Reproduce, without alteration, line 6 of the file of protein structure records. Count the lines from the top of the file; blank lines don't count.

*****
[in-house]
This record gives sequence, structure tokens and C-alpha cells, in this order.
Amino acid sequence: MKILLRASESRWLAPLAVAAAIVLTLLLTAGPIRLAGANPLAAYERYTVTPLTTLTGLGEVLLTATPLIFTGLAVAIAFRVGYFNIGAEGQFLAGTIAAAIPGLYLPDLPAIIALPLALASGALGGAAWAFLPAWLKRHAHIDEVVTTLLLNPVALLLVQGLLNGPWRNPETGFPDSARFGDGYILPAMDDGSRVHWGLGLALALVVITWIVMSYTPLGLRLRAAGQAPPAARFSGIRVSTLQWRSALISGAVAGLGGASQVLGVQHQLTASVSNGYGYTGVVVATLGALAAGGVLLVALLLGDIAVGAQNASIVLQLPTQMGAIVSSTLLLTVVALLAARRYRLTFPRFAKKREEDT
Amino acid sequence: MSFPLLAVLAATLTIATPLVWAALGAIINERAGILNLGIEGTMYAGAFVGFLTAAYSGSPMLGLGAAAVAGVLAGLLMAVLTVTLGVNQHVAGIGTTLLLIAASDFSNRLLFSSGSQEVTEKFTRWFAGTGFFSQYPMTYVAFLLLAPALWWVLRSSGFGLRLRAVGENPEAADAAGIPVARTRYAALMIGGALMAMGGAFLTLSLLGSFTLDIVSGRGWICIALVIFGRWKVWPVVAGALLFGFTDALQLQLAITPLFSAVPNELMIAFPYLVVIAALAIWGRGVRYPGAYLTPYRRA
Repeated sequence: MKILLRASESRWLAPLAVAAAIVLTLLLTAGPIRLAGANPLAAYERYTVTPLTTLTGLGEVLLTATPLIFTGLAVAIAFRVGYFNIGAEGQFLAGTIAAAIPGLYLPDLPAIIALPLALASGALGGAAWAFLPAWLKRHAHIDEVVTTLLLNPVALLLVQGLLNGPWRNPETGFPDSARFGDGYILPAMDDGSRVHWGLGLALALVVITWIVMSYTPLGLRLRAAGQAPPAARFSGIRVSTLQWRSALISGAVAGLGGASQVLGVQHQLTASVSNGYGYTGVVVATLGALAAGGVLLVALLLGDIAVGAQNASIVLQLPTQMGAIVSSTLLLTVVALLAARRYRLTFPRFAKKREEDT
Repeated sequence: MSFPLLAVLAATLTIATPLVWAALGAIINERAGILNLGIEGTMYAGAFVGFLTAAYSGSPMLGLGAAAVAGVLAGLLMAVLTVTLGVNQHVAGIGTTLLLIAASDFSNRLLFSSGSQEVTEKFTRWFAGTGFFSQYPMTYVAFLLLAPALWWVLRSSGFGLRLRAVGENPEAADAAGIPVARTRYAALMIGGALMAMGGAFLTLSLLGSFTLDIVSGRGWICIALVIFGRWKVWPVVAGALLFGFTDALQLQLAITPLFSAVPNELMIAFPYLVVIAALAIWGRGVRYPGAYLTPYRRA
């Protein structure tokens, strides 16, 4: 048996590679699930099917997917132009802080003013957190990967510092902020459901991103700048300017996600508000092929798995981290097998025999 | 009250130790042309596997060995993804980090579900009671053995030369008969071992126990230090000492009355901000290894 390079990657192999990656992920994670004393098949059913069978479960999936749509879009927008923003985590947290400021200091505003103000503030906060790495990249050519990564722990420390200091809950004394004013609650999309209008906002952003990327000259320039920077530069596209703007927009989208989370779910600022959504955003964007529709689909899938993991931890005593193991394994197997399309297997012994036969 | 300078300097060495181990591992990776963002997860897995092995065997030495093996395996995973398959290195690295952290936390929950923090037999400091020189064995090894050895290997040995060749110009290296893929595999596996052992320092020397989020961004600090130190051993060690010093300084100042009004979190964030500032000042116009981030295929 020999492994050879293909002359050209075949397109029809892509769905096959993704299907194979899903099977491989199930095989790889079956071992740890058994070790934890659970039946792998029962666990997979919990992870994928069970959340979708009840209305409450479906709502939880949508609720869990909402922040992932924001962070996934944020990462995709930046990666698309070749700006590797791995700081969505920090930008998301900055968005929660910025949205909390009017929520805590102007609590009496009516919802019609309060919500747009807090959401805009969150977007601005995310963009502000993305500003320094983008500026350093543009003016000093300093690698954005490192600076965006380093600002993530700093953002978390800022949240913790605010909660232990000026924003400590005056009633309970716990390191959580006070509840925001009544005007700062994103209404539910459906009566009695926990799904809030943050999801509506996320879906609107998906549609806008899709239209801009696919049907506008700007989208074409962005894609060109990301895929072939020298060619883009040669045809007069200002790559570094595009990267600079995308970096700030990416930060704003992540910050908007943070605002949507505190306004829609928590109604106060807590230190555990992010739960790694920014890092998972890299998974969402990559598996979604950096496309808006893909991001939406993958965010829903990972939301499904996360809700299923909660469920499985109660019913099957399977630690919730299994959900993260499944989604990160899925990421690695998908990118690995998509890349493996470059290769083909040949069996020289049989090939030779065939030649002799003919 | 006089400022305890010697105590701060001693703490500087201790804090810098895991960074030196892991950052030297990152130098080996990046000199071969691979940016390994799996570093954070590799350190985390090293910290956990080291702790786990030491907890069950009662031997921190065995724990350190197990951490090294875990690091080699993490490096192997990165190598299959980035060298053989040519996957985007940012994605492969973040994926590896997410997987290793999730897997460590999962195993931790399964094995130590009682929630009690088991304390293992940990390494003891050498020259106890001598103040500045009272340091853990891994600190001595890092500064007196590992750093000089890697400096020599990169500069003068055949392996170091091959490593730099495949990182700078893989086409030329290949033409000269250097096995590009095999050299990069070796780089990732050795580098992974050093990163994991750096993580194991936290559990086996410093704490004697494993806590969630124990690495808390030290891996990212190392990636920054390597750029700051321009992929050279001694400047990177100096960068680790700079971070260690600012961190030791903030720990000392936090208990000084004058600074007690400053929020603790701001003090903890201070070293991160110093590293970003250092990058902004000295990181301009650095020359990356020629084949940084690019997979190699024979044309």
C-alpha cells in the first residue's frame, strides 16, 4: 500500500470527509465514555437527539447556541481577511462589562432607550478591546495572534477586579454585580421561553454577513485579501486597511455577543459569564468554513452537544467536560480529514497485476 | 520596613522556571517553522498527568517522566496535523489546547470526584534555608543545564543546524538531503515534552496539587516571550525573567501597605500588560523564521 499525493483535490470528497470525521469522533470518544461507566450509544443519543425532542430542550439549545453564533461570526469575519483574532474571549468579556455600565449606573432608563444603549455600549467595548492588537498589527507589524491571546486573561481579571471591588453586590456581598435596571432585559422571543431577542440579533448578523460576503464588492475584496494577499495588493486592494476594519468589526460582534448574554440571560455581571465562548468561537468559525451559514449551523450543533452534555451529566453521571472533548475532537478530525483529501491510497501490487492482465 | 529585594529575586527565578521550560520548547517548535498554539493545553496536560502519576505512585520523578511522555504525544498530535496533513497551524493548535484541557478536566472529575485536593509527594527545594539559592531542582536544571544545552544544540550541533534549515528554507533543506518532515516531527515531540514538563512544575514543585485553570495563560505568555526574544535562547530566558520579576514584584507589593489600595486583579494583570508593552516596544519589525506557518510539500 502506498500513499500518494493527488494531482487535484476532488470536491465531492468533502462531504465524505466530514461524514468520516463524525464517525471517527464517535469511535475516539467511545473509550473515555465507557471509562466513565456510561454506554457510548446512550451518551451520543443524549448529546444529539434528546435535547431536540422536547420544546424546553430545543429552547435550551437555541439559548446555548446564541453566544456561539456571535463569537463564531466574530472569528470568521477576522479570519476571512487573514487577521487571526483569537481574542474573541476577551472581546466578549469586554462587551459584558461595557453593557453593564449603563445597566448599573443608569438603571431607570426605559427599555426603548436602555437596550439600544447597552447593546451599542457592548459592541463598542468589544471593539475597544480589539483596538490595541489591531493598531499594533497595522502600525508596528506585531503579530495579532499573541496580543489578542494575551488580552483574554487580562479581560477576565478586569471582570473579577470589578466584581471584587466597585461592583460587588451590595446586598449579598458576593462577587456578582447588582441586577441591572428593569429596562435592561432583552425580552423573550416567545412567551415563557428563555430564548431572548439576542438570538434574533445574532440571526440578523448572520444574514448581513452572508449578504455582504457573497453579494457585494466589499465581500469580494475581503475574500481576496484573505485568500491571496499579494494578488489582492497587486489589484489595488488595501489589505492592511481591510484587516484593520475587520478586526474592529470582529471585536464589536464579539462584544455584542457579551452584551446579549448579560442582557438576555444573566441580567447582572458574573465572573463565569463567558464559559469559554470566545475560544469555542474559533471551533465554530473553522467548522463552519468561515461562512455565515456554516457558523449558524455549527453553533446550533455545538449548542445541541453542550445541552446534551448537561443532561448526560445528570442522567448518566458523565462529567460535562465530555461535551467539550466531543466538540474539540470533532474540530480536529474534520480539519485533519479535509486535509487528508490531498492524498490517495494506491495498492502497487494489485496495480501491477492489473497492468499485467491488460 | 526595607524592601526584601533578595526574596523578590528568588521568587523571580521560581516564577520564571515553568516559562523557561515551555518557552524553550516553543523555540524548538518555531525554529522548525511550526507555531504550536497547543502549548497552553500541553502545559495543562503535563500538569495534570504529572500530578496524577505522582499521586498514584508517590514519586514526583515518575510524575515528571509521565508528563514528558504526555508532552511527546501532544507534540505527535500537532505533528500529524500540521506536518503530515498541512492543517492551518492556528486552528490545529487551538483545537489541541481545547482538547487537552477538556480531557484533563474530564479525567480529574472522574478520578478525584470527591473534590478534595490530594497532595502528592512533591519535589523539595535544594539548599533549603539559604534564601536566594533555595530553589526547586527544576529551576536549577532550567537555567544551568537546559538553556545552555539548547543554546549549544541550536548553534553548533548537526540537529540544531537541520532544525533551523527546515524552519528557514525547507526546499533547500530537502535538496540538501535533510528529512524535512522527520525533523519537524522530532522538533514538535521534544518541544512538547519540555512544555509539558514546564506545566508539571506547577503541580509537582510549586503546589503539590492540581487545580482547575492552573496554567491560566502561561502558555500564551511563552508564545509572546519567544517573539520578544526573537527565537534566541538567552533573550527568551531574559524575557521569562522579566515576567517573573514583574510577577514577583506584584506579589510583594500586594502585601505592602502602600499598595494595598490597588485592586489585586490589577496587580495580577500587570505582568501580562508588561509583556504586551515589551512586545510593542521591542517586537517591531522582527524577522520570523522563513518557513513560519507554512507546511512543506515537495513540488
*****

Repeated sequence: MSFPLLAVLAATLTIATPLVWAALGAIINERAGILNLGIEGTMYAGAFVGFLTAAYSGSPMLGLGAAAVAGVLAGLLMAVLTVTLGVNQHVAGIGTTLLLIAASDFSNRLLFSSGSQEVTEKFTRWFAGTGFFSQYPMTYVAFLLLAPALWWVLRSSGFGLRLRAVGENPEAADAAGIPVARTRYAALMIGGALMAMGGAFLTLSLLGSFTLDIVSGRGWICIALVIFGRWKVWPVVAGALLFGFTDALQLQLAITPLFSAVPNELMIAFPYLVVIAALAIWGRGVRYPGAYLTPYRRA